Gable and a Great Deal More
23rd October 2007
things can be too long in the planning. In the
beginning Stan had a plan. He shared his thoughts
with Bryan and then went on holiday. Bryan told
me about the plan, plus a cunning modification to take
advantage of having a second car that could seat seven
people. Then he went on holiday and would not
be joining us. Stan returned home in time to receive
an e-mail from me about the plan. But we did not
actually speak until the two travel groups eventually
met up at Seathwaite. It soon became clear that
the plan had changed out of all recognition from that
envisaged by Stan and a new one had to be improvised.
Which is one way of explaining why, probably for
the first time in Bootboy
history, we claimed one Wainwright
twice on the same walk! But even with a new plan,
flexibility is the key word. Which is one way
of explaining way today’s route is one of the more eccentric
we have undertaken!
was a stunning morning as we travelled up
the A591, recently voted Britain’s favourite
as we passed along Derwent Water but as
we approached Borrowdale, you could see
that the high central hills were still covered
dropped Philip and Tony at Seathwaite, encouraging
them to go into the farm café for
a cup of tea whilst I returned to Seatoller
to await Ian, Martin and Stan.
they arrived we went in convoy to the slate
mines at the cold and windy top of Honistor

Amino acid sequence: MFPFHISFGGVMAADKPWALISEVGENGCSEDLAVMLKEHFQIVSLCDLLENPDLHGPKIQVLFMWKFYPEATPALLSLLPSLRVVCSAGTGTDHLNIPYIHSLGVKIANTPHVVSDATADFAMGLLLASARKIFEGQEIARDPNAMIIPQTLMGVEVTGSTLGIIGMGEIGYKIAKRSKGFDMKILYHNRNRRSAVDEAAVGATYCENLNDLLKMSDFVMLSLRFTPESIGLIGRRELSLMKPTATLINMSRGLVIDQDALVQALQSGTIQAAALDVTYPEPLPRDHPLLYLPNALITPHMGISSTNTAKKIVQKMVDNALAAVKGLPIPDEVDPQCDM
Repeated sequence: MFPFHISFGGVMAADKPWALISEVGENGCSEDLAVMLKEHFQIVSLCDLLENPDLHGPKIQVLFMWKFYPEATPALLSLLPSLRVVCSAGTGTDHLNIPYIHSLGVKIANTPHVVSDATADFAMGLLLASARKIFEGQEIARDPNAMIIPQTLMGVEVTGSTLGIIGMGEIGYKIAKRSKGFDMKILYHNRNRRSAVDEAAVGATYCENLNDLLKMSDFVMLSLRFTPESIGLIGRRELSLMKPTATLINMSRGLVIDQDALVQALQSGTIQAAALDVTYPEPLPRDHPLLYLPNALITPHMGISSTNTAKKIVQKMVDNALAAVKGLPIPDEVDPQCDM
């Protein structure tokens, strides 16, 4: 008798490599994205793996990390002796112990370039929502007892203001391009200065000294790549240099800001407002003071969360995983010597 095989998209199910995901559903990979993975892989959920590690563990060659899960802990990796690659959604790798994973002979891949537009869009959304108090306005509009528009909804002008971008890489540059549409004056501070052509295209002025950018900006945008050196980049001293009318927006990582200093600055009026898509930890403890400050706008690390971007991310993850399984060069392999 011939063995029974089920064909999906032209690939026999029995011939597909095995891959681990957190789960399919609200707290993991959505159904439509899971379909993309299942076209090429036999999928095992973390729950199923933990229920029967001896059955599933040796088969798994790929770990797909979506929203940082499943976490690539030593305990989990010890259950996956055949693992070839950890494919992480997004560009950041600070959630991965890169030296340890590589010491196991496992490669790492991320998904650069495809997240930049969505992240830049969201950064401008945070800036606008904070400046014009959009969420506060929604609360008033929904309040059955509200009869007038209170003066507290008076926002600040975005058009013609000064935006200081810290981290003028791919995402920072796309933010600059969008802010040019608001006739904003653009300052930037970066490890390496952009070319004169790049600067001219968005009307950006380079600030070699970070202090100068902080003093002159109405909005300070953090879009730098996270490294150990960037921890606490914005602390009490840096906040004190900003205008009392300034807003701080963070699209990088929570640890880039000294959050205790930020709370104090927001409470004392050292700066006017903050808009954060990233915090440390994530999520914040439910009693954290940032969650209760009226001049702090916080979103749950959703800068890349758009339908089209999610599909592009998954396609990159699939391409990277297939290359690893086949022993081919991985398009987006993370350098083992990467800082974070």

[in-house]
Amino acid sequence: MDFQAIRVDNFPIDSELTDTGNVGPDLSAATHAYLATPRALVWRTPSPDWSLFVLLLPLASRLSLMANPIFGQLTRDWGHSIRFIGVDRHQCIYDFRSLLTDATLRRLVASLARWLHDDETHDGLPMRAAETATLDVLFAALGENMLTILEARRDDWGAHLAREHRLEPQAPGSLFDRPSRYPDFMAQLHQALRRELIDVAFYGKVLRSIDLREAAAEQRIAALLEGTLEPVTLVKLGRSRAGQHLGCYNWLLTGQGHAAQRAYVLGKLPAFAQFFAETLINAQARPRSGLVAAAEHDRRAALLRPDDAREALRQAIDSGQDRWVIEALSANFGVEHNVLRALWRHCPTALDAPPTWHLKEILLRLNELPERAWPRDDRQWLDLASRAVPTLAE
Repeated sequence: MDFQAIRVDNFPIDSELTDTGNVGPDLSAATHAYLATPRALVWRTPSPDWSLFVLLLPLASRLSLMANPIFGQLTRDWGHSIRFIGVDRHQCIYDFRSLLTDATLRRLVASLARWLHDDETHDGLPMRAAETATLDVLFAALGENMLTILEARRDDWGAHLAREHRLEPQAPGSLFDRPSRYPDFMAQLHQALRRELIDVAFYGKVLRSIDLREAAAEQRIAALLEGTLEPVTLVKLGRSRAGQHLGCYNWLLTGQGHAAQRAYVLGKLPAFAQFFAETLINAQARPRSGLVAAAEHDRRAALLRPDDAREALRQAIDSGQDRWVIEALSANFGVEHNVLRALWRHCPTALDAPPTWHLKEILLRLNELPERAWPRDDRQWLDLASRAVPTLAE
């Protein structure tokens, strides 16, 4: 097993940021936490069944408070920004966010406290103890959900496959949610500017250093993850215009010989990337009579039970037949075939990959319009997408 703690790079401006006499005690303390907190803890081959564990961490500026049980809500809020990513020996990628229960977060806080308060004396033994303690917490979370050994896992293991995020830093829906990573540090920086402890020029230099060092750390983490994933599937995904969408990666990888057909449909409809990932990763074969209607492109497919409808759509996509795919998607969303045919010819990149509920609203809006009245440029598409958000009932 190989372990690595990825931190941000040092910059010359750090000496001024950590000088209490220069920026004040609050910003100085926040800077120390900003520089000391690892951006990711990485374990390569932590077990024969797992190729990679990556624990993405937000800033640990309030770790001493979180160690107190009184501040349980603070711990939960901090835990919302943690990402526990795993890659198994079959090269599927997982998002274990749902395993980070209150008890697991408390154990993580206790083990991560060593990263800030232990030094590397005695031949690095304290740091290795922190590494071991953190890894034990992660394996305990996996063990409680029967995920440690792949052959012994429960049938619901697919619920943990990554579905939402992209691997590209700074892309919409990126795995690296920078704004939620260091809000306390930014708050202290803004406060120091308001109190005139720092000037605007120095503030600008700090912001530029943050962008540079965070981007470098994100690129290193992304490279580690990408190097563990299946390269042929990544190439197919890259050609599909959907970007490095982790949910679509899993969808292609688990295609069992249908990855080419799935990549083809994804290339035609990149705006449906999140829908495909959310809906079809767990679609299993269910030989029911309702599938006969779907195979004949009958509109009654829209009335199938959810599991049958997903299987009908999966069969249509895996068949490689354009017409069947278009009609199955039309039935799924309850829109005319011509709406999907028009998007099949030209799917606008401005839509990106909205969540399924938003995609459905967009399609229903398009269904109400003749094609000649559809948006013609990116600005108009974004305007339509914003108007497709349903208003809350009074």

where we left Ian’s car and all returned
this time there was hardly any parking space
left yet the farm café had not opened
and consequently Philip and Tony had had
rather a cold wait for us.
thought hill farmers were supposed to be
hard up. This one forewent a lot of
mist clearing (Base Brown on right)
revised plan placed Base Brown as the first objective
so we followed the steep trail up Sour Milk Gill for
some distance before cutting off left to take Base Brown
by the nose, near the over hanging rock. This
was quite exciting at times- some rather tricky scrambling
but fortunately not exposed. Hard work, nonetheless.
on the summit we could see Green Gable and Great Gable
emerging from the mist. It was a simple ridge walk to
Green Gable but then the serious effort started.
Gable and Ennerdale from Green Gable with Haystacks,
Brandreth and Steel Knotts
King of Gable title undoubtedly goes to Tony. I
could not believe how quickly he got up that uncompromisingly
steep climb. Stan explained that he had promised
Tony lunch at the top, which motivated him, and then
when he started to flag, he saw me approaching, thought
I was trying to reel him in and set off with renewed
vigour. Actually he need not have worried. I
was in no condition to reel anyone in.
favourite view reversed
Gable team picture
the summit we could see down Wasdale (us
becoming the subjects of Britain’s favourite
view), Ennerdale and whatever they call
the valley with Buttermere and Crummock
the Scawfells were still covered in cloud.The
novel feature of the plan that we were following
was that having dropped down to Windy Gap
from Green Gable and climbed up the steep
path to Great Gable, we now had to retrace
our steps to reclaim Green Gable
there, Stan had a bright idea. “It’s such a lovely
day”, he said, “why don’t we go over to Haystacks once
we have done Brandreth and Steel Knotts?” As this